This an example of the additional power of workchains.

Now, let’s go back to the equation of state example and see what else is possible with workchains. Let’s start, as usual, with the outline:

from aiida.orm.data.structure import StructureData
from aiida.work.workchain import while_

class EquationOfState(WorkChain):
    @classmethod
    def define(cls, spec):
        super(EquationOfState, cls).define(spec)
        spec.input("structure", valid_type=StructureData)
        spec.input("code", valid_type=Str)
        spec.input("pseudo_family", valid_type=Str)
        spec.outline(
            cls.init,
            while_(cls.not_finished)(
                cls.run_pw
            )
        )

Here we’re using a while loop instruction, by doing this we can make sure that a checkpoint is automatically created after each iteration. Now all that remains is to define the contents of the steps themselves:

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def init(self):
    self.ctx.scales = (0.96, 0.98, 1., 1.02, 1.04)
    self.ctx.i = 0

def not_finished(self):
    return self.ctx.i < len(self.ctx.scales)

def run_pw(self):
    scale = self.ctx.scales[self.ctx.i]
    scaled = rescale(self.inputs.structure, Float(scale))

    inputs = generate_scf_input_params(
        scaled, self.inputs.code, self.inputs.pseudo_family)
    outputs = run(Proc, **inputs)
    res = outputs['output_parameters']
    self.out(str(scale), res)

    self.ctx.i += 1

This new implementation is already safer than the workfunction approach because it is checkpointed, however we can do even better. On line 14 we effectively call Quantum ESPRESSO to carry out the calculation which could take some time. During this period the code waits and we cannot shutdown our computer without loosing the progress of that calculation. To overcome this we allow the user to return special objects from a step to indicate that the workchain is waiting for something to complete. In the meantime the workchain can be suspended and be resumed later:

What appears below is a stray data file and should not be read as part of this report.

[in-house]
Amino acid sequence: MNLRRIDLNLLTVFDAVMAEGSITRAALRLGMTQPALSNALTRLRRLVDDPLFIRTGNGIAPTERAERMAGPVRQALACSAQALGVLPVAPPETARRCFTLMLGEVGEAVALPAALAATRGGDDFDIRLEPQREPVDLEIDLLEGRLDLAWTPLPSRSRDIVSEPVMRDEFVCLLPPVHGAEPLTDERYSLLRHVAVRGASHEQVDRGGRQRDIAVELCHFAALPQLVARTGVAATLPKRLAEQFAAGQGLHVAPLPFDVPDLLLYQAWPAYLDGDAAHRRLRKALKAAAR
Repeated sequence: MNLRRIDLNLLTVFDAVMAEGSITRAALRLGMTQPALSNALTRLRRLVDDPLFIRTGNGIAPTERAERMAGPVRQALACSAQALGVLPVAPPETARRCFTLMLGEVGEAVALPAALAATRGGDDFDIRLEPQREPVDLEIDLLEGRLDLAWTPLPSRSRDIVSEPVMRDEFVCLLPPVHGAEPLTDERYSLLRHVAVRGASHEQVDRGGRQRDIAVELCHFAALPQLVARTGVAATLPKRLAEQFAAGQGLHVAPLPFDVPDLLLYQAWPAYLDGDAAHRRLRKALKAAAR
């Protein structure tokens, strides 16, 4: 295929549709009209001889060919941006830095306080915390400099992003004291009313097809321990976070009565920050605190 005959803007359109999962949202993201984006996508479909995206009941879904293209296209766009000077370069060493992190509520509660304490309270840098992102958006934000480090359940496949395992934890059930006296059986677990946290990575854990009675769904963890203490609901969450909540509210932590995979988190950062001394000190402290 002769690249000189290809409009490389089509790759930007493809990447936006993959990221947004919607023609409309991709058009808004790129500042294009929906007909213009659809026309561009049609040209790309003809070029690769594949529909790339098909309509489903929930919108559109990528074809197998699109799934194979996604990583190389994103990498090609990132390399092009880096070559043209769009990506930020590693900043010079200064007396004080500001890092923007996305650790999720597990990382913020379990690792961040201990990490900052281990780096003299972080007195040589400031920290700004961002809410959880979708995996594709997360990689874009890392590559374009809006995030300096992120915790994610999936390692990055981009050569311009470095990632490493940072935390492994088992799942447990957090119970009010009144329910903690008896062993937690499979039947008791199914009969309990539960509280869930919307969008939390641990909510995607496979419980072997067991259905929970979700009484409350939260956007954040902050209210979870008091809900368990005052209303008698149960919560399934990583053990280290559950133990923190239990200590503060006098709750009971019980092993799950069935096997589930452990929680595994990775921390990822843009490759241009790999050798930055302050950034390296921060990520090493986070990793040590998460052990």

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class WaitingEquationOfState(EquationOfState):
    @classmethod
    def define(cls, spec):
        super(EquationOfState, cls).define(spec)
        spec.outline(
            cls.launch_calculations,
            cls.process_results
        )

    def launch_calculations(self):
        l = []
        for s in (0.96, 0.98, 1., 1.02, 1.04):
            scaled = rescale(self.inputs.structure, Float(s))
            inputs = generate_scf_input_params(
                scaled, self.inputs.code, self.inputs.pseudo_family)
            pid = submit(Proc, **inputs)
            l.append(pid)

        return ToContext(s_0_96=l[0], s_0_98=l[1], s_1=l[2], s_1_02=l[3], s_1_04=l[4])

    def process_results(self):
        for key, outputs in self.ctx.iteritems():
            if key.startswith("s_"):
                scale = key[2:].replace("_", ".")
                self.out(Float(scale), outputs['output_parameters'].dict)

Here, on line 19 we use a so called interstep command. These are objects you return from a step that can perform actions at the end fo the step and just before the beginning of the next. In this case we use ToContext, the constructor takes keyword arguments of [name]=[pid], it will then take insert barriers into the workchain to make sure it does not continue until all of the specified processes have finished. Then, before the next step, it will place the corresponding AbstractCalculation nodes in the specified [name] variables in the context.

On lines 22-25, we iterate the context looking for those entries that start with s_ and emit the results from these calculations.

Converting from old workflows

This section details some of the changes that need to be made to convert old workflows to the new system.

We begin with changes to the nomenclature where the rough correspondence in terms is as follows:

workflows -> workchain inline function -> workfunction